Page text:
The present invention relates to bonded structures and bonding methods, and more particularly relates to bonded structures between aluminum and silicon and methods for bonding therebetween.

2. Description of Related Art

In recent years, attention has been given to a micro-electro-mechanics (MEMS) technology as a technology for fabricating a precise micro-device and the technology has been actively researched. The currently dominating MEMS technology is a technology obtained by combining technologies of a plurality of types, such as technologies for semiconductor fabrication, machining and electric circuits, as disclosed in Japanese Unexamined Patent Publication No. 2005-193336. A big feature of this currently dominating technology is that the structure of a device is built at a silicon wafer by etching the silicon wafer.

When the device structure is built at a silicon wafer as described above, electric circuits for drive, control and any other operation of the device can also be formed integrally on the same silicon wafer. This provides advantages, for example, also in terms of miniaturization of devices. The above-mentioned technology has come to be used, for example, for microphones of cell phones (Japanese Unexamined Patent Publication No. 2002-27595).

SUMMARY OF THE INVENTION

However, since in the MEMS technology the device structure is built at a silicon wafer by etching, not only silicon but also aluminum or copper that will become an interconnect for a semiconductor device are removed. As a result, an electrode part of the device is occupied by silicon or silicon dioxide just after the device structure is completed. In order to introduce power from outside into this device and receive or deliver an electric signal from or to outside, this device needs to be connected to an external circuit by any method. In this case, in order to carry out gold wire bonding that allows reliable connection between this device and the external circuit in the simplest manner, a metal layer of gold or aluminum needs to be formed in the electrode part of this device by plating or any other method. The formation of the metal layer significantly increases the cost and price of such a device.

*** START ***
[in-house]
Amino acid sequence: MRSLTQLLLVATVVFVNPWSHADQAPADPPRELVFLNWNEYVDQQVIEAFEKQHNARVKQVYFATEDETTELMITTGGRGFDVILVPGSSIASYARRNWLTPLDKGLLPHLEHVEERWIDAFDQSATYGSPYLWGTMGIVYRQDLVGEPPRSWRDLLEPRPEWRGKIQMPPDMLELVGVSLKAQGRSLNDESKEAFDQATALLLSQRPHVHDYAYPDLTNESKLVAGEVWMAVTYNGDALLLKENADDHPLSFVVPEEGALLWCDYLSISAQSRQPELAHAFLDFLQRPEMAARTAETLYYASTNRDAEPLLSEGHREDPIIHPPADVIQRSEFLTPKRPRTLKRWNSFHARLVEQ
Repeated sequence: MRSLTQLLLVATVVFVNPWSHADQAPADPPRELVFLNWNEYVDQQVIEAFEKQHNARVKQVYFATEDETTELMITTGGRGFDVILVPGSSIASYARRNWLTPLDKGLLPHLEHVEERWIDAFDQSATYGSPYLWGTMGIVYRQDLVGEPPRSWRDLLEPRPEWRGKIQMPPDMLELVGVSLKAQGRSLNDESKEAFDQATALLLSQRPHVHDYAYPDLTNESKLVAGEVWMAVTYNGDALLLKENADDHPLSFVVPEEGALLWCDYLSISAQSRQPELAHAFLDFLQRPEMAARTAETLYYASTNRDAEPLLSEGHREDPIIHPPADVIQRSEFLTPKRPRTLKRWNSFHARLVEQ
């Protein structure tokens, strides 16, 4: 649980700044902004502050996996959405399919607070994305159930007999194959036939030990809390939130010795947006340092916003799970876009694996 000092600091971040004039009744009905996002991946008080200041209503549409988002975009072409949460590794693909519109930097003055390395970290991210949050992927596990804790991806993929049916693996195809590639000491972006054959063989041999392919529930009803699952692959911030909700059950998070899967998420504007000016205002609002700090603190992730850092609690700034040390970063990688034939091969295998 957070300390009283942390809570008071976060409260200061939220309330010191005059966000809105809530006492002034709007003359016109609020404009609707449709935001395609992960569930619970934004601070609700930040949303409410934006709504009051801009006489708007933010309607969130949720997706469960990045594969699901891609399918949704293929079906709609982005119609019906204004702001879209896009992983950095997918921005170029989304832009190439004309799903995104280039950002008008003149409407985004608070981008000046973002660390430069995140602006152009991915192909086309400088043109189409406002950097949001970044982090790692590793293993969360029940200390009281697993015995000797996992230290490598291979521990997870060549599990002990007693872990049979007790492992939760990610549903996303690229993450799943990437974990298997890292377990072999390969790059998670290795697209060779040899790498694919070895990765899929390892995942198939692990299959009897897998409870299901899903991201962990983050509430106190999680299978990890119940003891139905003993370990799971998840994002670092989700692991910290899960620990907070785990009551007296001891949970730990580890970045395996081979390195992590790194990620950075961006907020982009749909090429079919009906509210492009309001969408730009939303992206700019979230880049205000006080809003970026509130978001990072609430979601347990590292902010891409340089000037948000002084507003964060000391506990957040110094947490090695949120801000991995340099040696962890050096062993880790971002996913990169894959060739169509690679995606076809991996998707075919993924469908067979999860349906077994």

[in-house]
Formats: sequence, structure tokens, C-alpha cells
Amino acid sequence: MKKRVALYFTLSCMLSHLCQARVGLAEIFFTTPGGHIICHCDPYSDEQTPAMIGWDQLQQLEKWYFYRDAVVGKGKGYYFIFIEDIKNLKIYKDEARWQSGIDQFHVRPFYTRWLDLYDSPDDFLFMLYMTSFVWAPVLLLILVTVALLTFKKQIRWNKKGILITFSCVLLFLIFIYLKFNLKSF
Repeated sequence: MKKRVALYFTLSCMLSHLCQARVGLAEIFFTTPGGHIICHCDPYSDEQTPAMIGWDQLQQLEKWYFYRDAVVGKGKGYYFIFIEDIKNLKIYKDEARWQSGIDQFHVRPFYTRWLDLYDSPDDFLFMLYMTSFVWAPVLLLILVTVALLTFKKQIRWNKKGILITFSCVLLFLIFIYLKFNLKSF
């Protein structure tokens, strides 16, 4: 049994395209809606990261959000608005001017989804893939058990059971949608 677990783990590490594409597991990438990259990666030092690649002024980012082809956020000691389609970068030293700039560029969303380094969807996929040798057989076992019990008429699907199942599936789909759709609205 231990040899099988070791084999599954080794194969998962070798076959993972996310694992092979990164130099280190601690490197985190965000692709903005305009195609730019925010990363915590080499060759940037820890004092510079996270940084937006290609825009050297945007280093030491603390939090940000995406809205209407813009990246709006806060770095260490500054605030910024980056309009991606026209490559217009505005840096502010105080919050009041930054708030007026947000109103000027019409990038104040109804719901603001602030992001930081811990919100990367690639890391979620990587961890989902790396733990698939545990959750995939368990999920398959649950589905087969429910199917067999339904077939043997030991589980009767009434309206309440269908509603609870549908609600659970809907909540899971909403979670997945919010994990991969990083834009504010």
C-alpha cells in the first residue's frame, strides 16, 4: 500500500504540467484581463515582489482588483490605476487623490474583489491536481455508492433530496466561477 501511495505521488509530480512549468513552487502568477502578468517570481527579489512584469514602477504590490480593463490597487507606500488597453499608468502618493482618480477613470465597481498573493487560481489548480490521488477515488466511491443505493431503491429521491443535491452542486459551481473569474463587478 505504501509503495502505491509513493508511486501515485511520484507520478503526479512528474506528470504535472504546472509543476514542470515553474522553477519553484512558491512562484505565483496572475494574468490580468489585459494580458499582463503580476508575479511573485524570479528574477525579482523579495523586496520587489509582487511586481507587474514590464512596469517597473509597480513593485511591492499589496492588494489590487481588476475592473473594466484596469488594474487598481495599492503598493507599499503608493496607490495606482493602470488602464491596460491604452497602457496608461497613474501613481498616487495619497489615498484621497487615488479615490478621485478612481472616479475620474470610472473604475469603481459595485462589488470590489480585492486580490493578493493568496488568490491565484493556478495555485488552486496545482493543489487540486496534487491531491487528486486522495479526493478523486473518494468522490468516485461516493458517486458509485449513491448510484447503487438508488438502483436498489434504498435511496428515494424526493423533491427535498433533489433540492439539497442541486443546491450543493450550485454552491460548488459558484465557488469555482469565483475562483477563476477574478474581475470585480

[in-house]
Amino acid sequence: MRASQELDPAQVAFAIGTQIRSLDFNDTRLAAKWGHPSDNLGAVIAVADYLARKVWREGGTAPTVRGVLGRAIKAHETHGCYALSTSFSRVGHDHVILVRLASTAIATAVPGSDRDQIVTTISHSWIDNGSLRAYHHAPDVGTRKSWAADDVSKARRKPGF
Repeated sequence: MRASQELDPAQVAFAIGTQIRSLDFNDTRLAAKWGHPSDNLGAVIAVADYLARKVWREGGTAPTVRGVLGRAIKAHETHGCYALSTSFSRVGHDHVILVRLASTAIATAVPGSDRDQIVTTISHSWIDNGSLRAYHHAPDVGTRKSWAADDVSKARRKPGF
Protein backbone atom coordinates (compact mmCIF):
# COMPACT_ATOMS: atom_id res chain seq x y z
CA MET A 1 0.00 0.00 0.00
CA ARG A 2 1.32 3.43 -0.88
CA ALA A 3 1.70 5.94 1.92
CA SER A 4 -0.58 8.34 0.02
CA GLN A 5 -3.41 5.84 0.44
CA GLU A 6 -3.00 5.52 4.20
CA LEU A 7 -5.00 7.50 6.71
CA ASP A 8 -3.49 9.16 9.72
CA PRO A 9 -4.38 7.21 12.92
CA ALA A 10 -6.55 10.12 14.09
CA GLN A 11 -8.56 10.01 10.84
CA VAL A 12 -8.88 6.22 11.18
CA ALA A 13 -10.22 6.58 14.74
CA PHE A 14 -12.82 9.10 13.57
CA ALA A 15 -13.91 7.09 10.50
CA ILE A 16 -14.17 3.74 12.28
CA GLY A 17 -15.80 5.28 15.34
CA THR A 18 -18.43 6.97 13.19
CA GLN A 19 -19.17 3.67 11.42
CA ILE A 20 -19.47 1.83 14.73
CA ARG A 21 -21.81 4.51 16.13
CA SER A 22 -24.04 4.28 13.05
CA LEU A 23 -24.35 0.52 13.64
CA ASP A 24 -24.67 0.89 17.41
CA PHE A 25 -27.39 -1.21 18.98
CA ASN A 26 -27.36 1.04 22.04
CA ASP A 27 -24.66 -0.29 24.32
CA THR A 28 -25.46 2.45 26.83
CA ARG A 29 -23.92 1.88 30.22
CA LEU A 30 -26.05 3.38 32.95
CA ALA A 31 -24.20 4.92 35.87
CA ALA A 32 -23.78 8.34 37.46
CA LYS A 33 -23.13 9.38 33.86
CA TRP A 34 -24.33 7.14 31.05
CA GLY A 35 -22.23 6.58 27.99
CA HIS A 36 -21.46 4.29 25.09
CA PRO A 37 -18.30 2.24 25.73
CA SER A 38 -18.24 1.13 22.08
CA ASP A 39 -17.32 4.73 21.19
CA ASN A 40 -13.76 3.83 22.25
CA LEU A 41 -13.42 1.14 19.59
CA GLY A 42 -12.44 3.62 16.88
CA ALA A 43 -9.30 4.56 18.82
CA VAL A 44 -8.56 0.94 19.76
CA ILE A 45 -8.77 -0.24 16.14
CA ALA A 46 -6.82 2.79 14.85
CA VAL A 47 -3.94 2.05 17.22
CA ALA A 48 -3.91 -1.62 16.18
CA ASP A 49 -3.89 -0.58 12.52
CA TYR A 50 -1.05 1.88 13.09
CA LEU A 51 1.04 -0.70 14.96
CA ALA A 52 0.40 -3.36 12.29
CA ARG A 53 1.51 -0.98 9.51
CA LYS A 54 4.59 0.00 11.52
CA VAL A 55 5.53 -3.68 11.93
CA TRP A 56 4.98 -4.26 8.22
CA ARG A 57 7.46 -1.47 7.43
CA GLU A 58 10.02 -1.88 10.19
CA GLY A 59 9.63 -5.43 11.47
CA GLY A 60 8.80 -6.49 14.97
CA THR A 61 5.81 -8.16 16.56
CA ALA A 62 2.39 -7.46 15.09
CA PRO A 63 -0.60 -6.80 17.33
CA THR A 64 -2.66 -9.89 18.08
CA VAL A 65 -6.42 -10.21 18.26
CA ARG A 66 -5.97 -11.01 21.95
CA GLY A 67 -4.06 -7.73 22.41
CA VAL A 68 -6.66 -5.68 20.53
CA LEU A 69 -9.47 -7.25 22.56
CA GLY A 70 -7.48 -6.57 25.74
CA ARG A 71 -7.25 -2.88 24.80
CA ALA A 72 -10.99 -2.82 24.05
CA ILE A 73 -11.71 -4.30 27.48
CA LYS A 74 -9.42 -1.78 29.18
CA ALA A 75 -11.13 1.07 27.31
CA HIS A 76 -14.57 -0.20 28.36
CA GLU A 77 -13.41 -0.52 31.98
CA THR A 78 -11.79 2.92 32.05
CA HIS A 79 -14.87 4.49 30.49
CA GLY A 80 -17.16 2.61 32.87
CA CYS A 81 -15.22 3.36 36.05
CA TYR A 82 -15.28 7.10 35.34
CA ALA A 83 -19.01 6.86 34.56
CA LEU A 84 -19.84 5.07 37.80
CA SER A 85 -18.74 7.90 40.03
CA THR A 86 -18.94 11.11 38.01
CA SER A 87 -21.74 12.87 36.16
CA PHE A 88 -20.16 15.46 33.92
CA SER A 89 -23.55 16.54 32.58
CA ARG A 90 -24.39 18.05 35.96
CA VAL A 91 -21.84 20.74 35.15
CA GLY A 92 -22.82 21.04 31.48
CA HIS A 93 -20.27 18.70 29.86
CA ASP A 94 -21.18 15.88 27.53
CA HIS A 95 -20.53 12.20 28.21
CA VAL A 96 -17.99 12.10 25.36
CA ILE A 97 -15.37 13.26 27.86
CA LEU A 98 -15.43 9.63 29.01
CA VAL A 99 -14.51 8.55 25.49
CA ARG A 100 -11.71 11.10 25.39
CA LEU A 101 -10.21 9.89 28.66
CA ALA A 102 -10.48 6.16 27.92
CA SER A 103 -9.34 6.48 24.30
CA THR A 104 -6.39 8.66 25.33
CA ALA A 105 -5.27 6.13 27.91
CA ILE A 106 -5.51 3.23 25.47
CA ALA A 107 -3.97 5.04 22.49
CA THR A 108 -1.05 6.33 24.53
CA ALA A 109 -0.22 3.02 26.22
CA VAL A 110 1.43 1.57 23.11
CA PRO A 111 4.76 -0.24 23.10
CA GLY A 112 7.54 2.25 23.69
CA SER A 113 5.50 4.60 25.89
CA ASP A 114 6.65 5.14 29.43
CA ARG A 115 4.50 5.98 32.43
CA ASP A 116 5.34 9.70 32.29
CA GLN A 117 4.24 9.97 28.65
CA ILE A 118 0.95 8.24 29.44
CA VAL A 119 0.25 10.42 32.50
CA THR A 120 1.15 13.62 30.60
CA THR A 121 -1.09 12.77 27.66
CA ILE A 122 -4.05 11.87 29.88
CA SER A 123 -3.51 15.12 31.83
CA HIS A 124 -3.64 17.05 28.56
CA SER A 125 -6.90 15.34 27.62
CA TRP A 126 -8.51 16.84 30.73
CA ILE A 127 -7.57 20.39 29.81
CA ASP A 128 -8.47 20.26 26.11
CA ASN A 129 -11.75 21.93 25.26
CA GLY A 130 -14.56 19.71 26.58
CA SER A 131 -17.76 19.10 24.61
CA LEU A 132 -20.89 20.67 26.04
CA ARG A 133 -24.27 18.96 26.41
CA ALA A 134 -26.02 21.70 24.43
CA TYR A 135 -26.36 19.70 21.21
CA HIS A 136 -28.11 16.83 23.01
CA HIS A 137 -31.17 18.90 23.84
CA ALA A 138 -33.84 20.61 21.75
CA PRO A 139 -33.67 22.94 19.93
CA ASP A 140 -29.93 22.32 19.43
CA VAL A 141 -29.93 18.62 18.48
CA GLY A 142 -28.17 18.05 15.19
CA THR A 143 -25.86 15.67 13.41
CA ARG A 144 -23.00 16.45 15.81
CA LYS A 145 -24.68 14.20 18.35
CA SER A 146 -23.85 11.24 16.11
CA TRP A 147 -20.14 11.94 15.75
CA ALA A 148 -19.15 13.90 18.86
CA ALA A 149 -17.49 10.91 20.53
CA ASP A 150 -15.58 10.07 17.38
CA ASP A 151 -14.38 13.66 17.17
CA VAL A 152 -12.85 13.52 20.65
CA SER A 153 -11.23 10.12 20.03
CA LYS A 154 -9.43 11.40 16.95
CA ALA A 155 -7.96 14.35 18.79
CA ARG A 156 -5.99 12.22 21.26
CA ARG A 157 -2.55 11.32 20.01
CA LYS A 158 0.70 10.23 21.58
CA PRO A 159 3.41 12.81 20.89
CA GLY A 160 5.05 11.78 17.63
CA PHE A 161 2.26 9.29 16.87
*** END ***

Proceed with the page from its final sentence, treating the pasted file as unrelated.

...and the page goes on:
The present invention is made in view of the above-mentioned problems, and an object of the present invention is to provide a bonded structure and a bonding method that allow reliable bonding between silicon and aluminum at low cost.

In order to solve the above-mentioned problem, a bonded structure between aluminum and silicon according to a first aspect of the present invention is configured as follows. A layer of aluminum oxide and a layer of silicon oxide exist between the aluminum and the silicon, and the aluminum, the layer of aluminum oxide, the layer of silicon oxide, and the silicon are sequentially stacked.

It is preferable that the layer of aluminum oxide and the layer of silicon oxide each have a substantially uniform thickness.

The sum of the thicknesses of the respective layers of aluminum oxide and silicon oxide is preferably 0.1 nm through 10 nm both inclusive.

A natural oxide film existing on the top surface of part of the silicon that is not bonded to the aluminum preferably has a larger thickness than the layer of silicon oxide.

At least part of the aluminum coming into contact with the layer of aluminum oxide preferably contains silicon.

Part of the silicon coming into contact with the layer of silicon oxide preferably contains aluminum.

A bonded structure according to a second aspect of the present invention is a bonded structure between an aluminum wire containing silicon and a silicon electrode. In the bonded structure, a part of the aluminum wire bonded to the silicon electrode is crushed and deformed, and the crushed part of the aluminum wire has a larger silicon content than part thereof that is not deformed.